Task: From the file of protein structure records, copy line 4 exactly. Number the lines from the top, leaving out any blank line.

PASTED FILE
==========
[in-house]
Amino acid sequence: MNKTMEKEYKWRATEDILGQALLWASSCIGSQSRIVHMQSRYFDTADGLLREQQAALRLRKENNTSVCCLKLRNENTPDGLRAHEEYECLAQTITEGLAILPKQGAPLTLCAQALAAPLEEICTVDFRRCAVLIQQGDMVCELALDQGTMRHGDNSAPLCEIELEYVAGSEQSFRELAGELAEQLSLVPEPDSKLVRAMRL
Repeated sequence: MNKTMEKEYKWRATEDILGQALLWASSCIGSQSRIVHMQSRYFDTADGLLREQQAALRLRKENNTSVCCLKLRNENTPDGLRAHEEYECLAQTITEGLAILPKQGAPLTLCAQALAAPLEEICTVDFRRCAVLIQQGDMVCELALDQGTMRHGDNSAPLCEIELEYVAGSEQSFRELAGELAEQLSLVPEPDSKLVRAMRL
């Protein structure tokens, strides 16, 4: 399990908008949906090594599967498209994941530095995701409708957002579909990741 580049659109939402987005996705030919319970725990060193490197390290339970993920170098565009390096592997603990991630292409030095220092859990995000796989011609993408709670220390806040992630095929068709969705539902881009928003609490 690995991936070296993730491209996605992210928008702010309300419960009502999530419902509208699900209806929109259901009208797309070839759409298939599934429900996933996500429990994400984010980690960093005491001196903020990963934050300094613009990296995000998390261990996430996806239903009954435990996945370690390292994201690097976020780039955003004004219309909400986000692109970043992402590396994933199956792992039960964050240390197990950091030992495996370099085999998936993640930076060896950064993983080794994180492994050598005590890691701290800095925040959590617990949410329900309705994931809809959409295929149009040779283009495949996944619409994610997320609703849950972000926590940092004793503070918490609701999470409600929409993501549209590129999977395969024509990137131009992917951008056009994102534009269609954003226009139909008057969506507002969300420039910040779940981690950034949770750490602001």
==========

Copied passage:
């Protein structure tokens, strides 16, 4: 399990908008949906090594599967498209994941530095995701409708957002579909990741 580049659109939402987005996705030919319970725990060193490197390290339970993920170098565009390096592997603990991630292409030095220092859990995000796989011609993408709670220390806040992630095929068709969705539902881009928003609490 690995991936070296993730491209996605992210928008702010309300419960009502999530419902509208699900209806929109259901009208797309070839759409298939599934429900996933996500429990994400984010980690960093005491001196903020990963934050300094613009990296995000998390261990996430996806239903009954435990996945370690390292994201690097976020780039955003004004219309909400986000692109970043992402590396994933199956792992039960964050240390197990950091030992495996370099085999998936993640930076060896950064993983080794994180492994050598005590890691701290800095925040959590617990949410329900309705994931809809959409295929149009040779283009495949996944619409994610997320609703849950972000926590940092004793503070918490609701999470409600929409993501549209590129999977395969024509990137131009992917951008056009994102534009269609954003226009139909008057969506507002969300420039910040779940981690950034949770750490602001």